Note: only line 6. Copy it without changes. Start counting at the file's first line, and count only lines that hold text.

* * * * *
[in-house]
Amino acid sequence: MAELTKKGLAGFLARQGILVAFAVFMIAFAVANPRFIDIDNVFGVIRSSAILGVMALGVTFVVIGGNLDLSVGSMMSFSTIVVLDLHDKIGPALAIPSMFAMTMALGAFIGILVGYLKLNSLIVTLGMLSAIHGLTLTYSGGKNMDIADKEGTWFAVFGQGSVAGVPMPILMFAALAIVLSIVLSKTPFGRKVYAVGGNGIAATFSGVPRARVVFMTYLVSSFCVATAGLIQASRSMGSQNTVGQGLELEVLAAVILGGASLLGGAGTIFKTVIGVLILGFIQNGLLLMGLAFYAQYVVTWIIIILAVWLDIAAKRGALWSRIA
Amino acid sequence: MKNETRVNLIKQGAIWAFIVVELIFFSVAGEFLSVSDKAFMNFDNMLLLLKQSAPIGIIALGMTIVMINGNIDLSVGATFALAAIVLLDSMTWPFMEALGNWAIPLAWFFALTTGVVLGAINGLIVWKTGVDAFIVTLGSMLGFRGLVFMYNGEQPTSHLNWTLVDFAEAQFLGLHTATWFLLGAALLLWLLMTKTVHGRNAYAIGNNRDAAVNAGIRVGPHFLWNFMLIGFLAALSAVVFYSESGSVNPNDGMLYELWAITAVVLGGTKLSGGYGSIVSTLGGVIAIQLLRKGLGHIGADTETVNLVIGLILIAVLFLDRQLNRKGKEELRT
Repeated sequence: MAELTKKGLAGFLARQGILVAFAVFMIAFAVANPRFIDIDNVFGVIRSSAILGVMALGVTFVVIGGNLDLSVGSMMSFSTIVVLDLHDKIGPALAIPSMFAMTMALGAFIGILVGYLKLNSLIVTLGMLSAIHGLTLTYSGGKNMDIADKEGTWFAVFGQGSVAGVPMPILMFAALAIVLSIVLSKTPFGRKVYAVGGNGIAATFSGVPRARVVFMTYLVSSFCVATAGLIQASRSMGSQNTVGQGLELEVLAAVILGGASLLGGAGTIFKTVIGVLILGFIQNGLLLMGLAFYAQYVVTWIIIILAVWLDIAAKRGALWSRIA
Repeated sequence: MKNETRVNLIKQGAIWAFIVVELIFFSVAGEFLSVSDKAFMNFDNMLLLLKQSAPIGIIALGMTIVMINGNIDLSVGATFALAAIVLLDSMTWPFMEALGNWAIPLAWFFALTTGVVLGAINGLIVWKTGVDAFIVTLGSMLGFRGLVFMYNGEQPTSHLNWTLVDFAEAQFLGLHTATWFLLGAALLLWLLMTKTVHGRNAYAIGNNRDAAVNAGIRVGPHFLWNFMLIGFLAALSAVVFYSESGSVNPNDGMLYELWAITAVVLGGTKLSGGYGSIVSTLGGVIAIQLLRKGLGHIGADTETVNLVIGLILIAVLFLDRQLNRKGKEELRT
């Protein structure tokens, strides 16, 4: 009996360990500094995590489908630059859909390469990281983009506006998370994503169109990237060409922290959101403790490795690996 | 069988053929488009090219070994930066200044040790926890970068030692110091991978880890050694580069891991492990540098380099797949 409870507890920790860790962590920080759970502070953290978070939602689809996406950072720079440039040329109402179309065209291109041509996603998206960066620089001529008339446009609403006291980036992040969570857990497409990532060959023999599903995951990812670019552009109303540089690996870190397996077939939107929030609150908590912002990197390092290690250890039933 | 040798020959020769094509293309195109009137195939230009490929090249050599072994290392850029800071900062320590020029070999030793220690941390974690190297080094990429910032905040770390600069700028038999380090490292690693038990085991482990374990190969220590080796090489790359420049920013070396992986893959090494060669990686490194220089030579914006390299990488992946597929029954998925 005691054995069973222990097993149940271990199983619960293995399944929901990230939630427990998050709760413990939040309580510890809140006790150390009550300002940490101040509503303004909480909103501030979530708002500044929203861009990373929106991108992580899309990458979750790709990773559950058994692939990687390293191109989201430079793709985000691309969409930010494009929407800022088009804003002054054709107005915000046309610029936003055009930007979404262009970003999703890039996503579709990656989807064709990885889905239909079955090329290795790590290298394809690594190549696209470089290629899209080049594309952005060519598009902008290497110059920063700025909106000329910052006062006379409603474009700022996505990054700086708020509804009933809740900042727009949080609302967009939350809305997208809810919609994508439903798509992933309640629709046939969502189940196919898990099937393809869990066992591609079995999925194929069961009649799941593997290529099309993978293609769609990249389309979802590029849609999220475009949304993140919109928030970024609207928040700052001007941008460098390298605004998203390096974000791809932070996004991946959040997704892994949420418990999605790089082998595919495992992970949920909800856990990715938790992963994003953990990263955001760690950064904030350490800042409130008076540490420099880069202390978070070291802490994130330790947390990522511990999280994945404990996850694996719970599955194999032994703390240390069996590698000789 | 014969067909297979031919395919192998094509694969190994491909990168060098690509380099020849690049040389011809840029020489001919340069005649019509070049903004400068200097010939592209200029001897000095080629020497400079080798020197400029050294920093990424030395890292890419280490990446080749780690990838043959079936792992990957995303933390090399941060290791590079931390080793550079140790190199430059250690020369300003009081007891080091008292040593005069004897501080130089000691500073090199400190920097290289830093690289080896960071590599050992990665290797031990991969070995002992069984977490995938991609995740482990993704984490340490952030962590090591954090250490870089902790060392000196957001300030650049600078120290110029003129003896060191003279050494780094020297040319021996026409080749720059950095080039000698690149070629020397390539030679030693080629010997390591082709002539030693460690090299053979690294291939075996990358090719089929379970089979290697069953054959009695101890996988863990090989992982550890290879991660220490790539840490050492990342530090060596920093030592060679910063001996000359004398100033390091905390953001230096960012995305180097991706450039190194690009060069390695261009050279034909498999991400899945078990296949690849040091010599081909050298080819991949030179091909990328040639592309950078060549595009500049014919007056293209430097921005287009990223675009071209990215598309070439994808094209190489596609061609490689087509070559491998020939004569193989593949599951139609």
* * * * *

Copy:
């Protein structure tokens, strides 16, 4: 009996360990500094995590489908630059859909390469990281983009506006998370994503169109990237060409922290959101403790490795690996 | 069988053929488009090219070994930066200044040790926890970068030692110091991978880890050694580069891991492990540098380099797949 409870507890920790860790962590920080759970502070953290978070939602689809996406950072720079440039040329109402179309065209291109041509996603998206960066620089001529008339446009609403006291980036992040969570857990497409990532060959023999599903995951990812670019552009109303540089690996870190397996077939939107929030609150908590912002990197390092290690250890039933 | 040798020959020769094509293309195109009137195939230009490929090249050599072994290392850029800071900062320590020029070999030793220690941390974690190297080094990429910032905040770390600069700028038999380090490292690693038990085991482990374990190969220590080796090489790359420049920013070396992986893959090494060669990686490194220089030579914006390299990488992946597929029954998925 005691054995069973222990097993149940271990199983619960293995399944929901990230939630427990998050709760413990939040309580510890809140006790150390009550300002940490101040509503303004909480909103501030979530708002500044929203861009990373929106991108992580899309990458979750790709990773559950058994692939990687390293191109989201430079793709985000691309969409930010494009929407800022088009804003002054054709107005915000046309610029936003055009930007979404262009970003999703890039996503579709990656989807064709990885889905239909079955090329290795790590290298394809690594190549696209470089290629899209080049594309952005060519598009902008290497110059920063700025909106000329910052006062006379409603474009700022996505990054700086708020509804009933809740900042727009949080609302967009939350809305997208809810919609994508439903798509992933309640629709046939969502189940196919898990099937393809869990066992591609079995999925194929069961009649799941593997290529099309993978293609769609990249389309979802590029849609999220475009949304993140919109928030970024609207928040700052001007941008460098390298605004998203390096974000791809932070996004991946959040997704892994949420418990999605790089082998595919495992992970949920909800856990990715938790992963994003953990990263955001760690950064904030350490800042409130008076540490420099880069202390978070070291802490994130330790947390990522511990999280994945404990996850694996719970599955194999032994703390240390069996590698000789 | 014969067909297979031919395919192998094509694969190994491909990168060098690509380099020849690049040389011809840029020489001919340069005649019509070049903004400068200097010939592209200029001897000095080629020497400079080798020197400029050294920093990424030395890292890419280490990446080749780690990838043959079936792992990957995303933390090399941060290791590079931390080793550079140790190199430059250690020369300003009081007891080091008292040593005069004897501080130089000691500073090199400190920097290289830093690289080896960071590599050992990665290797031990991969070995002992069984977490995938991609995740482990993704984490340490952030962590090591954090250490870089902790060392000196957001300030650049600078120290110029003129003896060191003279050494780094020297040319021996026409080749720059950095080039000698690149070629020397390539030679030693080629010997390591082709002539030693460690090299053979690294291939075996990358090719089929379970089979290697069953054959009695101890996988863990090989992982550890290879991660220490790539840490050492990342530090060596920093030592060679910063001996000359004398100033390091905390953001230096960012995305180097991706450039190194690009060069390695261009050279034909498999991400899945078990296949690849040091010599081909050298080819991949030179091909990328040639592309950078060549595009500049014919007056293209430097921005287009990223675009071209990215598309070439994808094209190489596609061609490689087509070559491998020939004569193989593949599951139609």